SAN FRANCISCO – Colleagues and researchers were at a loss Thursday to explain what the cause of a San Francisco UPS driver to pull out an assault weapon at work and for the killing of three people who the police suspect that he targeted.
Jimmy Lam, an 18-year veteran of UPS, was published one of the three slain drivers, but investigators have yet to determine what for him on Wednesday, an official of the San Francisco Police Department said.
The official was not authorized to discuss the case publicly and spoke on condition of anonymity.
The violence came to an end when the 38-year-old Lamb turned the gun on himself and took his own life as an employee, ran from the packaging facility, and the police closed.
As researchers worked to determine a motive, friends and colleagues told personal and professional problems that Lamb had ever experienced, including a number of driving violations.
He was convicted twice of driving on a suspended license in 2013 and 2014, according to the DMV records. His license was also suspended in 2014 negligent for operating a vehicle.
Lamb also had a run-in with the law in 2010, when he was convicted in San Francisco of driving under the influence and sentenced to three years conditionally.
UPS spokeswoman Susan Rosenberg said that she did not know details about the Lamb of the driving record and would not comment. They added, however, that UPS drivers are expected to be able to drive legally.
There was no indication that the Lamb of the row-record has affected his ability to work at UPS.
In another case, Lam filed a complaint in March claiming that he was working excessive overtime, said Joseph Cilia, Lamb, a friend of an official with the union that represents UPS drivers. George said the Lamb was angry with the managers, whom he accused of forcing him to work overtime.
But none of the men who were shot were managers, Jess noted, adding that he knew of no disputes between the Lamb and the victims.
Shaun Vu, a senior UPS driver, said Lam struggled with depression and had personal problems of a few years ago involved in a dispute with a friend about the access rights for their young child. Vu said he encouraged Lam to seek counseling.
“I told him, that you have a problem or feel bad about yourself or your life, the best thing to do is to seek professional help,” he said.
Lamb told Vu that he would speak with the management, and then went to work for a number of months. He seemed fine when he returned to work, but the Vu saw a few weeks ago that Lamb looked amazing.
“I saw him, and asked how he was doing,” Vu said. “He said something like,” I’m stuck.’
“I do not think that he had nobody who he could talk to, and it got worse and worse,” Vu said.
Lamb was an AMERICAN citizen who immigrated to the United States as a baby from Thailand, said Sharon Rummery, a spokeswoman for the U.S. Immigration and Citizenship Services. She refused to comment further.
The researchers said it remained a mystery to them why Lamb went to the co-workers he had known for years.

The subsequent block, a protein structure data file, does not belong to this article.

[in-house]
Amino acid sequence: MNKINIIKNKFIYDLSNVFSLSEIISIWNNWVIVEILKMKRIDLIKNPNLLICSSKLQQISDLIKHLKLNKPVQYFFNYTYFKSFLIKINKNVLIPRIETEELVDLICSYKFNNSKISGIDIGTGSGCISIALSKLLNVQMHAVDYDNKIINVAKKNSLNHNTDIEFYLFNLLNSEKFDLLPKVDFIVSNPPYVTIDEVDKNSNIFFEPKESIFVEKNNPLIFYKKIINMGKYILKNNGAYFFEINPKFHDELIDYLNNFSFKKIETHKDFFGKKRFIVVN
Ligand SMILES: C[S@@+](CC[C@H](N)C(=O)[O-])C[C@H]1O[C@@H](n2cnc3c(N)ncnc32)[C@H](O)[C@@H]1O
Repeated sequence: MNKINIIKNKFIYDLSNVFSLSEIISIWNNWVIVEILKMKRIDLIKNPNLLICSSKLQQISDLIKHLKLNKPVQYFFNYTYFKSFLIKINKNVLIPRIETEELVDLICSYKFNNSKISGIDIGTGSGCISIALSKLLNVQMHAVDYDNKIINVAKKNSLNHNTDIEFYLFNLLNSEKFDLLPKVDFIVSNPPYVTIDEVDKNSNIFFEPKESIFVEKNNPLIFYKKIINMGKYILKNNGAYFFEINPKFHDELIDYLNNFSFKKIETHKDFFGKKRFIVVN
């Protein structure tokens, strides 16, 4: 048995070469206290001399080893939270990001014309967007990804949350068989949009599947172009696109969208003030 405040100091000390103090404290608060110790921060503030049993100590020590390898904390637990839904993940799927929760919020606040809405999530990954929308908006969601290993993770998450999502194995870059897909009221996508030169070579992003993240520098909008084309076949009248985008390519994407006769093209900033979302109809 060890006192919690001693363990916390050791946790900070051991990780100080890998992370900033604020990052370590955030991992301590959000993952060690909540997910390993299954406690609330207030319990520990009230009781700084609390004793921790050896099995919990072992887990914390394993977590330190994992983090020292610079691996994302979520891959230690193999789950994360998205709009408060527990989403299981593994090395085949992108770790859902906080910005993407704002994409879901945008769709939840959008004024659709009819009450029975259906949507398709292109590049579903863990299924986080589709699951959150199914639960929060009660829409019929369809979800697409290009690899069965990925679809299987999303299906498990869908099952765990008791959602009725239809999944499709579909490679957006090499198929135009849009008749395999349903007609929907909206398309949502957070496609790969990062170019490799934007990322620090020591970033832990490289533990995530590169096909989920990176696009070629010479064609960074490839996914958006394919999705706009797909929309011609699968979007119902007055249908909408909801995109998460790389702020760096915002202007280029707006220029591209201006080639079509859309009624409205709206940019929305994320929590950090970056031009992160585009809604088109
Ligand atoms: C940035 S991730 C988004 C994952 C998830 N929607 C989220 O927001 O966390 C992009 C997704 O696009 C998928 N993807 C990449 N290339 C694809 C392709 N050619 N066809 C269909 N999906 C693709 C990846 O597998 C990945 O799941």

Determining the motivation behind the violence at the workplace may take a while, say the experts.
“What seems to be from violence in the workplace can also be something else,” said Chuck Wexler, director of the Police Executive Research Reform, a Washington D. C. on the basis of police investigation group.
“That is the reason why the police really need to look deeper into the person and the background,” he said.
The shooting happened during a morning planning meeting for drivers on delivery routes.
Jess said witnesses told him that the Lamb ran to the driver Benson Louie and shot him during the meeting. As his staff frantically fled the room, he shot Wayne Chan in the back and then ran, and “done with him,” Jess said, referring to witnesses.
Victim Mike Lefiti was fleeing from the building, when the Lamb went to a street and shot him, ” he said.
Lefiti, 46, and Louie, 50, had each worked for UPS for 17 years, according to the company. Chan, 56, had 28 years of service.
UPS workers are paid respect for the victims at a memorial erected at the packaging facility where the shooting had occurred a day earlier. People said prayers and signed a poster in honor of their three old colleagues.
Vu described Chan as an expert-it-yourselfer would come at any time to help him build a fence or repair an electricity outlet. Chan leaves a wife and two children.
Tribute is also paid on social media for Louie, who was considered a legend in the nine-man volleyball, a version of a game brought by Chinese immigrant laborers who played in the streets. He left a wife and two daughters.
Mamie Wong said that she had known Louie since she was in high school.
“He had a big, generous heart,” she said. “He would bend over backward for you. If you need a place to stay, he would give you a place. If you needed a car to drive, he would give you a car.
“He left a big hole in our hearts.”
AP writers Sudhin Thanawala and Jocelyn Gecker contributed to this report.